During our musical a few weeks ago, I taught the older children a little train song and dance. Part of what we did was use our chairs to make a train for the musical. The two year old children would often come into the room and watch us as we practiced the train song…
I went in the twos classroom sometime later and found them making their own train…
At first only one or two of the children were pushing the chairs around the room and it took me a few minutes to realize what they were doing….
Their teacher clued me in that her two year old students now love to make trains or turn their chairs into cars and push them around the room….
I just couldn’t help myself – I had to join into the fun and together we played trains. This is what teaching young children is all about. Letting children explore their environment can naturally lead to the expression of new ideas that are meaningful to them.
The first instinct of any adult may be to tell the children not to push the chairs or to make the children put the chairs back where they belong but something as simple as making trains with chairs introduces new vocabulary, promotes cooperation, fosters imagination, and can develop into other kinds of learning throughout the classroom day…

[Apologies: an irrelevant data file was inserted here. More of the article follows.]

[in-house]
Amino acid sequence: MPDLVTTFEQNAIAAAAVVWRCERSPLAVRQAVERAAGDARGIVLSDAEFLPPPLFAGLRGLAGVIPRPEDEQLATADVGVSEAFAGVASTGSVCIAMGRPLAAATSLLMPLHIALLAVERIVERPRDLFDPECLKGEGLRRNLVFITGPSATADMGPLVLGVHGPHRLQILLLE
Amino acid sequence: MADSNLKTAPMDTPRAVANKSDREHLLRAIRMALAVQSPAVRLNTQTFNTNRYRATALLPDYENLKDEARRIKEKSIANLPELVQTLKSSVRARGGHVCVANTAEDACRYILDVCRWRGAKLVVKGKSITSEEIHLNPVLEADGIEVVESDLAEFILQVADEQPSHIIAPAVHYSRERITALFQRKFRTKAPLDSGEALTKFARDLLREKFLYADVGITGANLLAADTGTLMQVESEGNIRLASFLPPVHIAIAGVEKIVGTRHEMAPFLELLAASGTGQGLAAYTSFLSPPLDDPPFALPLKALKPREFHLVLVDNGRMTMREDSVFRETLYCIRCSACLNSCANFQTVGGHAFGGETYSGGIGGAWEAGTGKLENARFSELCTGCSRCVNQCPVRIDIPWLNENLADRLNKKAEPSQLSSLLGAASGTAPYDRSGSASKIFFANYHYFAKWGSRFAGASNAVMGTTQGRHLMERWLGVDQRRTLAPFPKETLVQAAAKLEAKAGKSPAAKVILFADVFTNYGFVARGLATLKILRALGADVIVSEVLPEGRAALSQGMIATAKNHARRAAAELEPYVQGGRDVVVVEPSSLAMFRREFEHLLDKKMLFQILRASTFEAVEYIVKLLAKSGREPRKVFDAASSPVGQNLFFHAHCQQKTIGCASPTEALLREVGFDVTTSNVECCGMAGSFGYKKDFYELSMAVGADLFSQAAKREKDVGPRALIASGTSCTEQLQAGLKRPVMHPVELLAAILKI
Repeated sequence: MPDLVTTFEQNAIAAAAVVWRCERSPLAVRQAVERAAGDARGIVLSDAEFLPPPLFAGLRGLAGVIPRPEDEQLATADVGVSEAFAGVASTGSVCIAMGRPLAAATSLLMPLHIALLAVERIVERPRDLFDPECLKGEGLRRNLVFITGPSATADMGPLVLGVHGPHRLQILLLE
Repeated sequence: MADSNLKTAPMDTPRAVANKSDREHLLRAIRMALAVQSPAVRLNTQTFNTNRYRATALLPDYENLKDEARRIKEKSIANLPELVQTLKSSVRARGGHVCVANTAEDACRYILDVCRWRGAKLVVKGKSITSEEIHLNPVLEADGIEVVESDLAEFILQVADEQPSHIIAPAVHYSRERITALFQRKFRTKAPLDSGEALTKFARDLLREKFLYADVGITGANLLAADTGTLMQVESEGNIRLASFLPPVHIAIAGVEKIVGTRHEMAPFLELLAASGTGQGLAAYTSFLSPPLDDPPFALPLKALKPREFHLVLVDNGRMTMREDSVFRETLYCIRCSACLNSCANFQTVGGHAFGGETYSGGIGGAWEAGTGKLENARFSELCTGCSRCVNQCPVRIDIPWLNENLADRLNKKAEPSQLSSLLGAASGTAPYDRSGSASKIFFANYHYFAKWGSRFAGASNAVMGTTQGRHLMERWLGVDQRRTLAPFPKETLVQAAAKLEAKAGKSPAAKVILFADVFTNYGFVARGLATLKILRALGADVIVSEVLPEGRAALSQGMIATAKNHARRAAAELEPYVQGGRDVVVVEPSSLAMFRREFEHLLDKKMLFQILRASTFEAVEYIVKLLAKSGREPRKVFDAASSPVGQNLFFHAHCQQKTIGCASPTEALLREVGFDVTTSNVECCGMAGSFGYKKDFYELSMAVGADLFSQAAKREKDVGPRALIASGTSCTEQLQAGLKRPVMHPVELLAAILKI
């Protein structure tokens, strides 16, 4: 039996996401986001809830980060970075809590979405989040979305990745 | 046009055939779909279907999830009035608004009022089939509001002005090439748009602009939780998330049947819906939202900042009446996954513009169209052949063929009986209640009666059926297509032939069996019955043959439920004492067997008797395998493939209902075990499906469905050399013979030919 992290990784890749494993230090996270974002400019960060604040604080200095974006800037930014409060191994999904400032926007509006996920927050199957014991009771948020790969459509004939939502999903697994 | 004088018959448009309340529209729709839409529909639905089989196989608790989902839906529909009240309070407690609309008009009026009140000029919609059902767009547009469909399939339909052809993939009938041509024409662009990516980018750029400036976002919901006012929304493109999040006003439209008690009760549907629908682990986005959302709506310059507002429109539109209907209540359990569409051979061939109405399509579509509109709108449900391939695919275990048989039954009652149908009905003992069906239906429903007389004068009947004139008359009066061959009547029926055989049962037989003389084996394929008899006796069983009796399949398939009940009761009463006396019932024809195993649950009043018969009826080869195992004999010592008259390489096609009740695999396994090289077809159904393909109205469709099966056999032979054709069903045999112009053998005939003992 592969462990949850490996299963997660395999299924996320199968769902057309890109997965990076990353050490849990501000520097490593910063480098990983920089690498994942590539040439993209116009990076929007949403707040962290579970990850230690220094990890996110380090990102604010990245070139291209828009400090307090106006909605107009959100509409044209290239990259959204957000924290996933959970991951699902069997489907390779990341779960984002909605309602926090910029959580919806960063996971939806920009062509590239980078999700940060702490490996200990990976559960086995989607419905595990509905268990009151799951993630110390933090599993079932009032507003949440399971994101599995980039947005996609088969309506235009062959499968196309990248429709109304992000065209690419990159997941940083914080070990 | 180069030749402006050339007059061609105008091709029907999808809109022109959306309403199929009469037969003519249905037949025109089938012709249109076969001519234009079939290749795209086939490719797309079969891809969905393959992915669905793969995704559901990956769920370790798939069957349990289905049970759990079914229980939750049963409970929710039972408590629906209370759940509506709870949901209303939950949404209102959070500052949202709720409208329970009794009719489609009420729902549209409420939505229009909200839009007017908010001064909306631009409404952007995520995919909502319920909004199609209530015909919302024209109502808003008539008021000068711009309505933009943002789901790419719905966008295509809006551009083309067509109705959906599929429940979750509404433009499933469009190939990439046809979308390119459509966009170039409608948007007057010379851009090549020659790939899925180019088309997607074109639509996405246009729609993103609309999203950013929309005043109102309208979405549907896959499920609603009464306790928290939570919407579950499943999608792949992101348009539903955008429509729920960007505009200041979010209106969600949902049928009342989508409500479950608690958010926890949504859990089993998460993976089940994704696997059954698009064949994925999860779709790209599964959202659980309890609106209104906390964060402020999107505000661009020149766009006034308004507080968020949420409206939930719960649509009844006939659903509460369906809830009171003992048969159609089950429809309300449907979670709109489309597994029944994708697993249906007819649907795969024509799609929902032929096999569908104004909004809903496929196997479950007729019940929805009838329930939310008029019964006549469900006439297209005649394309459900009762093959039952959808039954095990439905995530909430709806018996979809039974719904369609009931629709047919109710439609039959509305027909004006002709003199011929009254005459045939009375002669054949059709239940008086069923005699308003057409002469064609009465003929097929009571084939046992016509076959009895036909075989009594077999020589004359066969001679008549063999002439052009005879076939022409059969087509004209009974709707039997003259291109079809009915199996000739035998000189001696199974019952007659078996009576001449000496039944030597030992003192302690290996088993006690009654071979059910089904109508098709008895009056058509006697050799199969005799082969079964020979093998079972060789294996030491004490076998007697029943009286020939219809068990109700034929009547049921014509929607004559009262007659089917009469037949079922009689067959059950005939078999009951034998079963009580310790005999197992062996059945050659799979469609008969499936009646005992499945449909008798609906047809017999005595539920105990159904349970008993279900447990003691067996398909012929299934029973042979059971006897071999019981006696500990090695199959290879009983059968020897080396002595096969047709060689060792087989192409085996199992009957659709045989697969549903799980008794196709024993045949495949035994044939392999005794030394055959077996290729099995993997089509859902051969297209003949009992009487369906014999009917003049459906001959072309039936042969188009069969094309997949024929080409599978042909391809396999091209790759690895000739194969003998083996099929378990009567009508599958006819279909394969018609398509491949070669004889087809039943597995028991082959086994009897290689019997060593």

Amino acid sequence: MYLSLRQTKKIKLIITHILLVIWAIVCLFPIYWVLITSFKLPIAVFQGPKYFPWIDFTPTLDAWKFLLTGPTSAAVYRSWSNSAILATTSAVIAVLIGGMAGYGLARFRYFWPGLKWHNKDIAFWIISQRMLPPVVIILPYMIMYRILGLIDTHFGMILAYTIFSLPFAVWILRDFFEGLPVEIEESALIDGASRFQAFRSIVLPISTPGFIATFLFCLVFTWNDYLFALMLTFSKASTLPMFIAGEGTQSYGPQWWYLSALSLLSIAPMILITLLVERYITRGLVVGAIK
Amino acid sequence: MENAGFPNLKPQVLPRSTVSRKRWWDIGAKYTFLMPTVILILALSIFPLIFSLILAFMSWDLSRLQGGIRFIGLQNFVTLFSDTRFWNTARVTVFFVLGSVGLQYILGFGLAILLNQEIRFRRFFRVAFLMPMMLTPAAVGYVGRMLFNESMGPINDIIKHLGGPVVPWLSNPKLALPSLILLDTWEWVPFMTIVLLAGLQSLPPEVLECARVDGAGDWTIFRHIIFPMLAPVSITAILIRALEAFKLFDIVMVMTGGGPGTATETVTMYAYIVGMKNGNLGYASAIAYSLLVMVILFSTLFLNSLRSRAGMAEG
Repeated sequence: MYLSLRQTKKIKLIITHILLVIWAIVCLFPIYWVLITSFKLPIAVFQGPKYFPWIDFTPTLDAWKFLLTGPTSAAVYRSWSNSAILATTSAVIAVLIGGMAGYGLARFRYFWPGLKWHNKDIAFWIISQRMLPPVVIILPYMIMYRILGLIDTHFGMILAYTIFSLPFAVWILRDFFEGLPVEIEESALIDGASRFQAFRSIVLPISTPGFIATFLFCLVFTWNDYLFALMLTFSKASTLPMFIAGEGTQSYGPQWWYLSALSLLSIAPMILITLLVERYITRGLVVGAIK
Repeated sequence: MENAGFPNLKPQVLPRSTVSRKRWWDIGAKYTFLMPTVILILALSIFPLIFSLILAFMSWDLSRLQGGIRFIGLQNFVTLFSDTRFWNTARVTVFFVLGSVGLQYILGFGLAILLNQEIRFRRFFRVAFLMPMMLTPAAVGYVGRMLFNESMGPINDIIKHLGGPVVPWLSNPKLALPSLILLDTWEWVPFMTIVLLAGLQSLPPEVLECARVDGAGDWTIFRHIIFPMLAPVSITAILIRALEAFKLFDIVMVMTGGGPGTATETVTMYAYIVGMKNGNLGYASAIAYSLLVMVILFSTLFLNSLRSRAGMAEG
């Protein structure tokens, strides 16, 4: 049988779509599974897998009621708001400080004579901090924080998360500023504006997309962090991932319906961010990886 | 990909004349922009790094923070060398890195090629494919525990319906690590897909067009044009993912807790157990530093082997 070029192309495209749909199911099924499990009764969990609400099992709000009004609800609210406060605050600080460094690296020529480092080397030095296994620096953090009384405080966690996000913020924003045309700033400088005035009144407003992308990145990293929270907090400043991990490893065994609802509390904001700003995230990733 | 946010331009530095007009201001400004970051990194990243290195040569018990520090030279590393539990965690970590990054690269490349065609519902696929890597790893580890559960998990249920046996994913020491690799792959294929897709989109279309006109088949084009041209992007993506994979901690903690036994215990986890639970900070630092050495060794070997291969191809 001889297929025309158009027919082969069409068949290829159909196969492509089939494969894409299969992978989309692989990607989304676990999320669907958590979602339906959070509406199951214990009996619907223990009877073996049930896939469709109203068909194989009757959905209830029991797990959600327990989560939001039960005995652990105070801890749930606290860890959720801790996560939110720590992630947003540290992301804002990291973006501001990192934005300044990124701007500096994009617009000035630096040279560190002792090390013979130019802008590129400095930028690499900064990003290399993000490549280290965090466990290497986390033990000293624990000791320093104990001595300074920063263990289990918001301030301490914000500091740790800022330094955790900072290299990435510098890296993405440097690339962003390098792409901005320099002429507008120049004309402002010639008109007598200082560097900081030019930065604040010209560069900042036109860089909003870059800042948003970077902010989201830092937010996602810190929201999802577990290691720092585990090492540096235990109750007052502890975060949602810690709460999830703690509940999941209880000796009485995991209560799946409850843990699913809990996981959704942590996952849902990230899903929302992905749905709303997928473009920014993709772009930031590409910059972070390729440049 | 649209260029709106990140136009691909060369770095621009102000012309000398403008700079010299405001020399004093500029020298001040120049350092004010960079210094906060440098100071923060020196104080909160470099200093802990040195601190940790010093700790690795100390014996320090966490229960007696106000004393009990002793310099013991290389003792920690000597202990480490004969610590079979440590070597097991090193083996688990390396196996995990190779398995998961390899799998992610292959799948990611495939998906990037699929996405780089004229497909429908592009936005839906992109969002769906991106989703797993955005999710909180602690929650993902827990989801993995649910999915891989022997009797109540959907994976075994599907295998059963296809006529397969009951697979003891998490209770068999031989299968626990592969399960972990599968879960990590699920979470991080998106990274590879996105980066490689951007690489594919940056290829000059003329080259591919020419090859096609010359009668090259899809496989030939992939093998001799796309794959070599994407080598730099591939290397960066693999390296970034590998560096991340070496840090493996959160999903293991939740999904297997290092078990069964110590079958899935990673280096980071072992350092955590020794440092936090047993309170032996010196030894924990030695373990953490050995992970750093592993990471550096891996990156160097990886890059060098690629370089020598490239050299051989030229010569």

There is a time when the chairs need to go back where they belong but don’t be too quick to stop the play when it isn’t what you expect – there may just be some learning going on!This article is being shared with you by Deborah Stewart of Teach Preschool - Promoting excellence in early childhood education at home and in the preschool classroom!
Check out Deborah's new book and order your copy today!
-Teach Preschool on Pinterest
-Teach Preschool on Facebook
-Teach Preschool on Twitter
-Deborah Stewart on Google+ or Teach Preschool G+ Page
Subscribe to receive the latest Teach Preschool blog posts by email...
Disclosure: Teach Preschool is a participating member in the Amazon Services LLC Associates Program